Rik Wouters (1882-1916)
Rik Wouters (1882-1916)


Rik Wouters (1882-1916)
inscribed with authentification and titled ‘Je certifie que ce tableau est de la main de Rik Wouters Mme. Vve Rik Wouters 'Chrysanthèmes'’ (on the reverse)
oil on canvas
69 x 90.5 cm.
Painted in 1915
Galerie Georges Giroux, Brussels.
Acquired from the above by Baron Anthanase de Broqueville, 1923.
Anonymous sale, Galerie Georges Giroux, Brussels, 3 May 1937, lot 220.
Anonymous sale, Galerie Georges Giroux, Brussels, 13 November 1937, lot 352.
Baron Lambert, Brussels.
Kunsthandel Rob Noortman, Maastricht.
Acquired from the above by the present owner in 2006.
L. Haesaerts, P. Haesaerts, Flandre essai sur l'art flamand depuis 1880, Paris, 1931, p. 512 (illustrated).
N. Wouters, 'La vie douloureuse et ensoleillée de Rik', in: Les Beaux-Arts, Brussels, 22 November 1935, no. 180, p. 15.
A. Vennema, De ballingen, Baarn, 1979, p. 38 (illustrated).
R. Avermaete, Rik Wouters, Brussels, 1986, p. 211 (illustrated p. 149).
O. Bertrand, Rik Wouters, Les peintures/De schilderijen, Antwerp, 1995, p. 241.
Brussels, Galerie Georges Giroux, Rik Wouters, 1 - 15 April 1922, no. 59.
Antwerp, Stadsfeestzaal, L'Art contemporain salon, 29 April - 28 May 1922, no. 144.
Paris, Grand-Palais, Société du salon d'automne, 1 November - 16 December 1923, no. 2396.
Brussels, Palais des Beaux-Arts, Exposition centennale de l'art belge 1830-1930 : un siècle d'art, 17 May - 1 November 1930, no. 494.
Brussels, Palais des Beaux-Arts, Rik Wouters, 16 November - 15 december 1935, no. 111.
Antwerp, Paleis voor Schone Kunsten, Retrospective Rik Wouters, 7 July - 15 September 1957, no. 97.
Paris, Musée National d'Art Moderne, Rik Wouters, October - November 1957, no. 46.
Ostend, Provinciaal Museum voor Moderne Kunst, Rik Wouters, retrospectief, 2 July - 29 September 1994, no. 67.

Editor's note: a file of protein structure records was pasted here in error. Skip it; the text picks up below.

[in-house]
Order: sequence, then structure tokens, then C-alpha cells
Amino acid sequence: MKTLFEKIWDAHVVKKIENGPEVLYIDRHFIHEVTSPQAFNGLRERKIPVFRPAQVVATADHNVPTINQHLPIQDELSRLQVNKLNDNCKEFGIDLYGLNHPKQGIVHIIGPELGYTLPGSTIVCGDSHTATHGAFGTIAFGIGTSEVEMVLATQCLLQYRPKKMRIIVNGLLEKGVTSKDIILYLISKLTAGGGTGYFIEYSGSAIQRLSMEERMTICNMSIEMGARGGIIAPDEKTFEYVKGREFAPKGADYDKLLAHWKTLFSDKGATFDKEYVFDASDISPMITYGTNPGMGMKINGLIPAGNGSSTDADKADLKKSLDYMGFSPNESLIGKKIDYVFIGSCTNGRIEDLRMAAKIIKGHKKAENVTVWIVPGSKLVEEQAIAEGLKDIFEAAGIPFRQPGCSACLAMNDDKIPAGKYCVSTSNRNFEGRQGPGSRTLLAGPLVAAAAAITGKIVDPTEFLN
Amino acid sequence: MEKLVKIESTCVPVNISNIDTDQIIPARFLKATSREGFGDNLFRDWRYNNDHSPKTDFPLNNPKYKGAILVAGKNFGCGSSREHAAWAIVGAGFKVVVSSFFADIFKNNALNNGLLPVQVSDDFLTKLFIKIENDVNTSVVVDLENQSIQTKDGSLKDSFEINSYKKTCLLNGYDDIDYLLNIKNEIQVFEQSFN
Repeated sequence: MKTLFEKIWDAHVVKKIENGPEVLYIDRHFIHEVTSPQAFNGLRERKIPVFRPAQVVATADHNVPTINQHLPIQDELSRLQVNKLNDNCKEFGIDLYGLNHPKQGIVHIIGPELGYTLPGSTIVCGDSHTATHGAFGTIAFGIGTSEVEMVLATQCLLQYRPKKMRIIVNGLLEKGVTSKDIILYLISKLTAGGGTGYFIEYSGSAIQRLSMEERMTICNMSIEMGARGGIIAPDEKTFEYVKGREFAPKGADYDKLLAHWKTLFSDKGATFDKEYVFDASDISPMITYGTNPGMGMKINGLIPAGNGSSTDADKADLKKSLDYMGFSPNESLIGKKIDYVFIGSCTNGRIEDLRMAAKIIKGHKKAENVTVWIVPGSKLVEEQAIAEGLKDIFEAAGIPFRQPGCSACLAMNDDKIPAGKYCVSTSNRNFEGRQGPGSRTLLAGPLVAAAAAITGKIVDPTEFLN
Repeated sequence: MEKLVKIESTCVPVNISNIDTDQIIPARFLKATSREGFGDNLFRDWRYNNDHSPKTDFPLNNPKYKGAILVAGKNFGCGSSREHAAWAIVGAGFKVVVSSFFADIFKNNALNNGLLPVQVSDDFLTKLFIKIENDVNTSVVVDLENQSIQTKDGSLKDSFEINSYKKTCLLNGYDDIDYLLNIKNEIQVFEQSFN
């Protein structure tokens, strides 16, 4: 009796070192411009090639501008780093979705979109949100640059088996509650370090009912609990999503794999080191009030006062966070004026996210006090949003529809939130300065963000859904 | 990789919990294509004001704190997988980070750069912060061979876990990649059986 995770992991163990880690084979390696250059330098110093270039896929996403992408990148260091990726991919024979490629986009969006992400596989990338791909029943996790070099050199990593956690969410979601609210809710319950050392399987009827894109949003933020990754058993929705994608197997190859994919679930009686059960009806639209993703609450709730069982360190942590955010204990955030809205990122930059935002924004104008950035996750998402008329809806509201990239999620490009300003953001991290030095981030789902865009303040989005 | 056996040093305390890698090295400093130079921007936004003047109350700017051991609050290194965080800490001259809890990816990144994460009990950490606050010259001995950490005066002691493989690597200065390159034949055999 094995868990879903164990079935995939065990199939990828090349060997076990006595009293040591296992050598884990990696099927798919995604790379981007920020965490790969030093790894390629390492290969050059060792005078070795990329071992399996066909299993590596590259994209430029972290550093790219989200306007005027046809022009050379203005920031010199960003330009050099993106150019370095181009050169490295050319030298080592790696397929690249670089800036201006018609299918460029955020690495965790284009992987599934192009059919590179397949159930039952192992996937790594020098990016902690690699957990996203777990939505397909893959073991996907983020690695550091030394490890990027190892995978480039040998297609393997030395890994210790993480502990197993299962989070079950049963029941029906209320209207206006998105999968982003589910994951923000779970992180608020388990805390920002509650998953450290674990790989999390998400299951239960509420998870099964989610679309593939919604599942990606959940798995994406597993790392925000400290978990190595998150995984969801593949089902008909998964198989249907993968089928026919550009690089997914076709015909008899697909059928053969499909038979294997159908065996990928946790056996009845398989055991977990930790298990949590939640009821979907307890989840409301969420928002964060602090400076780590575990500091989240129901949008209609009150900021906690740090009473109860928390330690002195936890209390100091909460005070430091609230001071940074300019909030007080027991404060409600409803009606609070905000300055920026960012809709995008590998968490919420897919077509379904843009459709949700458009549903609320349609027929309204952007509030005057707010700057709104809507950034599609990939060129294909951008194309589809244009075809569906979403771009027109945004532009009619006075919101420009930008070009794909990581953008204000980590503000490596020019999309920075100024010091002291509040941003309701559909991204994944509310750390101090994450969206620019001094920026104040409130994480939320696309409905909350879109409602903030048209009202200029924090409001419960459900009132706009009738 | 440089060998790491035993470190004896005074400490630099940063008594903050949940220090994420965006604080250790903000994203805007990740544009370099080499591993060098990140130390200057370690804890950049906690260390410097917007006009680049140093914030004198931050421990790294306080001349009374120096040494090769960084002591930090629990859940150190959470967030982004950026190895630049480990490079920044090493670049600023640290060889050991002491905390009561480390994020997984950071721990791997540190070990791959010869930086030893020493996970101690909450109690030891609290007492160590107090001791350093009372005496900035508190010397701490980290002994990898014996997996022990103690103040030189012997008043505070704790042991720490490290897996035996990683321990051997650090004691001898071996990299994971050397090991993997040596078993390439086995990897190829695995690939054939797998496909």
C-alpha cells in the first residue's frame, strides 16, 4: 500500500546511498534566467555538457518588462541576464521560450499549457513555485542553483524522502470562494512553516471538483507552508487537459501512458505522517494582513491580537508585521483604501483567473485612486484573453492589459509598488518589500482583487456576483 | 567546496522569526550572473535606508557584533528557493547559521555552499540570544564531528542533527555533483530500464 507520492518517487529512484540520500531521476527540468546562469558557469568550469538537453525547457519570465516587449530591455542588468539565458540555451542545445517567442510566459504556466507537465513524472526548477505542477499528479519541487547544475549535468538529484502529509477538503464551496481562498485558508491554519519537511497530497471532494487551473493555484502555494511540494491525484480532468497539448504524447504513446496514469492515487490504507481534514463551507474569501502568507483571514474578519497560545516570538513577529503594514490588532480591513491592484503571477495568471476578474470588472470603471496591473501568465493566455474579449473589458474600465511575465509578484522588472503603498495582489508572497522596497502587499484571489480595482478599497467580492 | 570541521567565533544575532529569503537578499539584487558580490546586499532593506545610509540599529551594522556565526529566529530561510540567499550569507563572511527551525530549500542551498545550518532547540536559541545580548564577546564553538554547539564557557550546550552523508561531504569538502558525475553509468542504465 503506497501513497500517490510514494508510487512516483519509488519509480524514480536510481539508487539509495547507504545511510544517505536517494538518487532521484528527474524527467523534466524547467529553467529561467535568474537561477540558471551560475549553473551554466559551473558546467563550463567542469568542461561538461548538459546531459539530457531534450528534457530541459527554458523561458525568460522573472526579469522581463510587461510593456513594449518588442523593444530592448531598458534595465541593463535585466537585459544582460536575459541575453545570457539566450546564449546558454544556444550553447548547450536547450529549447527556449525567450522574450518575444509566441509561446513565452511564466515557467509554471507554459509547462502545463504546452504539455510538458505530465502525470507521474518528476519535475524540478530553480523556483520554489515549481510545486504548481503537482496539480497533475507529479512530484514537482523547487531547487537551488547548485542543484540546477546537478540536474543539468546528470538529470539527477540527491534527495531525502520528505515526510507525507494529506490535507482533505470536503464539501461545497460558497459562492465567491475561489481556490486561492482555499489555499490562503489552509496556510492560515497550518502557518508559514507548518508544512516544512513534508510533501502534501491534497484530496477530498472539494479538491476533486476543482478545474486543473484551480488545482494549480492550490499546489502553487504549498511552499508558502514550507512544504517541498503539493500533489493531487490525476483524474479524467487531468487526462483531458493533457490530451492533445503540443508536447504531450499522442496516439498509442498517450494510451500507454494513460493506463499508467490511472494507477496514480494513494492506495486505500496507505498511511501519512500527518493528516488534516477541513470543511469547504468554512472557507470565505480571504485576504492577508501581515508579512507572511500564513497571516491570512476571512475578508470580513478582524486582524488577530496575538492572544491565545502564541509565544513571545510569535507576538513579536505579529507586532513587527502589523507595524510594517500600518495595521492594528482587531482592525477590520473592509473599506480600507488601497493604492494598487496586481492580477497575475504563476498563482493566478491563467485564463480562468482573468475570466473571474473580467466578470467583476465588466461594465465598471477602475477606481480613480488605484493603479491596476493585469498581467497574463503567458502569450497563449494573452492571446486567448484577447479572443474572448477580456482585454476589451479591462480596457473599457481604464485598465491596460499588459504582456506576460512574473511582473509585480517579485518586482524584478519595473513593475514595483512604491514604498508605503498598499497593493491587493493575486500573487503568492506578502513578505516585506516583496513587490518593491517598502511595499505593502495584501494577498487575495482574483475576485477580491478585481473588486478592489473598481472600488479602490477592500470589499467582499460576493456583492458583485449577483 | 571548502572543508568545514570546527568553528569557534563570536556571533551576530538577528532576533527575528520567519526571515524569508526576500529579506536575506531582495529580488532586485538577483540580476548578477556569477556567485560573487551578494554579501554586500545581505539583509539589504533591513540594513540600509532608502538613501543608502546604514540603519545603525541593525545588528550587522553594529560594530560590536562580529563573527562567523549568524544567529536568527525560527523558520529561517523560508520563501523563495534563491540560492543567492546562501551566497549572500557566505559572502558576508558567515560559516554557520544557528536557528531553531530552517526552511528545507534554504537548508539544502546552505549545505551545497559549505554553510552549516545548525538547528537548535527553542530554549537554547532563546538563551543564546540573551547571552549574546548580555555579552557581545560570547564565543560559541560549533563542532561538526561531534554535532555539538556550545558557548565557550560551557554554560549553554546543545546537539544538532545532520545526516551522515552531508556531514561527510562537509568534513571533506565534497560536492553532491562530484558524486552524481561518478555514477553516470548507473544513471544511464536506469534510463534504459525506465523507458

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Lisa Snijders
Lisa Snijders

Lot Essay

With the use of silver-grey and pink pearlescent shades combined with contrasting bright red and orange colours, Rik Wouters shows us his interest in contrast and composition. The present lot shows chrysanthemums in a vase on a balcony, demonstrating the artist's talent for combining the three-dimensional with the two-dimensional surface of the painting, using broad brushstrokes and a somewhat thicker layer of paint.

While Wouters had a great admiration for the work of James Ensor, his work is also unthinkable without the influence of Paul Cézanne (1839-1906). The analytical view of Cézanne and his way of looking for a balance between colour and impressions of light on the one hand and the display of form on the other can be seen in many of Wouters' works. Influenced by Cézanne, he developed an individual style of painting, which preserves the mean between impressionism and expressionism, or perhaps best described as post-impressionist, later adopted as Brabants Fauvism.

At the beginning of his painter career in 1896 the artist did not seem to escape the academicism of his education at first. Until 1901 he confined himself mainly to portraits. This would change within a few years with his search for a better representation of light in which he developed a preference for interiors and still lifes; mostly painted with a painters’ knife (spatula), showing an abundant use of colour. By abandoning the use of the spatula in 1911, Wouters changed his style in order to obtain more transparency with diluted paint and the use of absorbing canvases.

Unfortunately, the period from 1914 until 1916 was marked by war, exile and illness. Wouters and his wife Nel were residing in Amsterdam at that time, and even though the artist's health was deteriorating quickly, he regained his will to paint. Executed in 1915, this work still testifies the visual experience of light and brightness. In 1916 Rik Wouters died at a young age.

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